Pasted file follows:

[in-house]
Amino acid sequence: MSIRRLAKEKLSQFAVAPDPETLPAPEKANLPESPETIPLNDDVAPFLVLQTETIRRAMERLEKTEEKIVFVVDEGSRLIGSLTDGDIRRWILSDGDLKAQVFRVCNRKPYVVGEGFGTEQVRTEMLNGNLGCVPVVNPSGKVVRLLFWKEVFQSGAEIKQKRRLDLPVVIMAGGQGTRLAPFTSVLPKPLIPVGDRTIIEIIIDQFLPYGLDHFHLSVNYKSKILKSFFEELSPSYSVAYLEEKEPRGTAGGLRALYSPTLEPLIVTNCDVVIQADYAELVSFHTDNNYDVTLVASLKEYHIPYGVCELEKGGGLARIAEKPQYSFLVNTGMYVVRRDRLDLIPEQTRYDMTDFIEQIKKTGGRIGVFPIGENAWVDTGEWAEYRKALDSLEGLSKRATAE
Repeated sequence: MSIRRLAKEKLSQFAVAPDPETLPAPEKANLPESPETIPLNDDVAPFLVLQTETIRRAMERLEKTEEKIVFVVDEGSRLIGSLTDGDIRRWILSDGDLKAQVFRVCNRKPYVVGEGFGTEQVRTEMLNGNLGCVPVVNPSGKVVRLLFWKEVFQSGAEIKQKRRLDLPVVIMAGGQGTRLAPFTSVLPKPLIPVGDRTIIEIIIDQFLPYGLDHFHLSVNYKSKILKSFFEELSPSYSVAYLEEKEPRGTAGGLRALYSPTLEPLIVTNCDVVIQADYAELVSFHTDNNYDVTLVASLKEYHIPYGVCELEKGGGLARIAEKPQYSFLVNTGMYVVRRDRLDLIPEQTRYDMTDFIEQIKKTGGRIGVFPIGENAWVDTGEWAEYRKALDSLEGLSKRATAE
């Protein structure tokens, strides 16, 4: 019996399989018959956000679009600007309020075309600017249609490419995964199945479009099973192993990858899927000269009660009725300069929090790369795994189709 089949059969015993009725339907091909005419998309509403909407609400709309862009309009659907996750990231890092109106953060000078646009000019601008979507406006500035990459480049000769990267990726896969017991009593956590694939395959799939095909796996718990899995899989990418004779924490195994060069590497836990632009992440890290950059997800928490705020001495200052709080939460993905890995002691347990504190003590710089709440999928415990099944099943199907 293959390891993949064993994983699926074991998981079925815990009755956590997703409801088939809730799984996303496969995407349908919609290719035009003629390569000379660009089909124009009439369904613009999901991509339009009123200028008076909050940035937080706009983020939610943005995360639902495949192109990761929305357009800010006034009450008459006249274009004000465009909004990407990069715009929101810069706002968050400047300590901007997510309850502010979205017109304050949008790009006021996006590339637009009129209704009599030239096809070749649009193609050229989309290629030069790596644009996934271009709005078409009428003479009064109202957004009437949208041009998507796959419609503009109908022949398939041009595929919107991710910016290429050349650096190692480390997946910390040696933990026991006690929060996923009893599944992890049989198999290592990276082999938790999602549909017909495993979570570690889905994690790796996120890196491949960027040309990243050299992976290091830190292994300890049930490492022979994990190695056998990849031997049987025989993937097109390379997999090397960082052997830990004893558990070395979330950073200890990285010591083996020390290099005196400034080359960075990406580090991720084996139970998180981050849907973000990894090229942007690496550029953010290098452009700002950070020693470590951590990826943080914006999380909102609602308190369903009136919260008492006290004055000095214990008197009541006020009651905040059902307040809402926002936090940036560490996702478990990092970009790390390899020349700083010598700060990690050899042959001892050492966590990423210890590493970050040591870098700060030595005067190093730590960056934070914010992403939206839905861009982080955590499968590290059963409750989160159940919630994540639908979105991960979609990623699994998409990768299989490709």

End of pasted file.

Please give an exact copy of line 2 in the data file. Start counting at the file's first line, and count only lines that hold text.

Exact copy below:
Amino acid sequence: MSIRRLAKEKLSQFAVAPDPETLPAPEKANLPESPETIPLNDDVAPFLVLQTETIRRAMERLEKTEEKIVFVVDEGSRLIGSLTDGDIRRWILSDGDLKAQVFRVCNRKPYVVGEGFGTEQVRTEMLNGNLGCVPVVNPSGKVVRLLFWKEVFQSGAEIKQKRRLDLPVVIMAGGQGTRLAPFTSVLPKPLIPVGDRTIIEIIIDQFLPYGLDHFHLSVNYKSKILKSFFEELSPSYSVAYLEEKEPRGTAGGLRALYSPTLEPLIVTNCDVVIQADYAELVSFHTDNNYDVTLVASLKEYHIPYGVCELEKGGGLARIAEKPQYSFLVNTGMYVVRRDRLDLIPEQTRYDMTDFIEQIKKTGGRIGVFPIGENAWVDTGEWAEYRKALDSLEGLSKRATAE